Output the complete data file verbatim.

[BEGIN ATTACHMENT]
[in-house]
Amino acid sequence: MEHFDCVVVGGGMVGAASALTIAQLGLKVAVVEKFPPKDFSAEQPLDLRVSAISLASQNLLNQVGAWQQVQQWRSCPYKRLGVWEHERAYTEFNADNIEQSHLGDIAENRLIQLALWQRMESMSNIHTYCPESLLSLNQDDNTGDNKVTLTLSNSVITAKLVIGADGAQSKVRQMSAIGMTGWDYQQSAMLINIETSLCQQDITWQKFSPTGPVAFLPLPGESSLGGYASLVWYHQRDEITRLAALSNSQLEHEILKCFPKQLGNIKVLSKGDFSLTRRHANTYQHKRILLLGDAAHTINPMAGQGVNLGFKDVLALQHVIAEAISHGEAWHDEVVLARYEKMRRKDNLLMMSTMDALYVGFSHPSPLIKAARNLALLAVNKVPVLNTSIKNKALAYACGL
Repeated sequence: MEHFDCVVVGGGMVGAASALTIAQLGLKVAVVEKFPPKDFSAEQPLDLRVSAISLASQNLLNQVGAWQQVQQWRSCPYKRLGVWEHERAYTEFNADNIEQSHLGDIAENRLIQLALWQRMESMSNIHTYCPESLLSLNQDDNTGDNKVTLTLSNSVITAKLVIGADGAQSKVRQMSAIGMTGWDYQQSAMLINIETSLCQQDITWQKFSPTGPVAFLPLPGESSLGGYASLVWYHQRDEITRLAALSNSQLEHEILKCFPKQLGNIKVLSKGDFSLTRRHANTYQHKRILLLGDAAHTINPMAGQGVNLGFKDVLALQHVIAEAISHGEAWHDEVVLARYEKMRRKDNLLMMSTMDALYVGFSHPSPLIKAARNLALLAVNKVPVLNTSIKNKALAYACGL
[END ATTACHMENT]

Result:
[in-house]
Amino acid sequence: MEHFDCVVVGGGMVGAASALTIAQLGLKVAVVEKFPPKDFSAEQPLDLRVSAISLASQNLLNQVGAWQQVQQWRSCPYKRLGVWEHERAYTEFNADNIEQSHLGDIAENRLIQLALWQRMESMSNIHTYCPESLLSLNQDDNTGDNKVTLTLSNSVITAKLVIGADGAQSKVRQMSAIGMTGWDYQQSAMLINIETSLCQQDITWQKFSPTGPVAFLPLPGESSLGGYASLVWYHQRDEITRLAALSNSQLEHEILKCFPKQLGNIKVLSKGDFSLTRRHANTYQHKRILLLGDAAHTINPMAGQGVNLGFKDVLALQHVIAEAISHGEAWHDEVVLARYEKMRRKDNLLMMSTMDALYVGFSHPSPLIKAARNLALLAVNKVPVLNTSIKNKALAYACGL
Repeated sequence: MEHFDCVVVGGGMVGAASALTIAQLGLKVAVVEKFPPKDFSAEQPLDLRVSAISLASQNLLNQVGAWQQVQQWRSCPYKRLGVWEHERAYTEFNADNIEQSHLGDIAENRLIQLALWQRMESMSNIHTYCPESLLSLNQDDNTGDNKVTLTLSNSVITAKLVIGADGAQSKVRQMSAIGMTGWDYQQSAMLINIETSLCQQDITWQKFSPTGPVAFLPLPGESSLGGYASLVWYHQRDEITRLAALSNSQLEHEILKCFPKQLGNIKVLSKGDFSLTRRHANTYQHKRILLLGDAAHTINPMAGQGVNLGFKDVLALQHVIAEAISHGEAWHDEVVLARYEKMRRKDNLLMMSTMDALYVGFSHPSPLIKAARNLALLAVNKVPVLNTSIKNKALAYACGL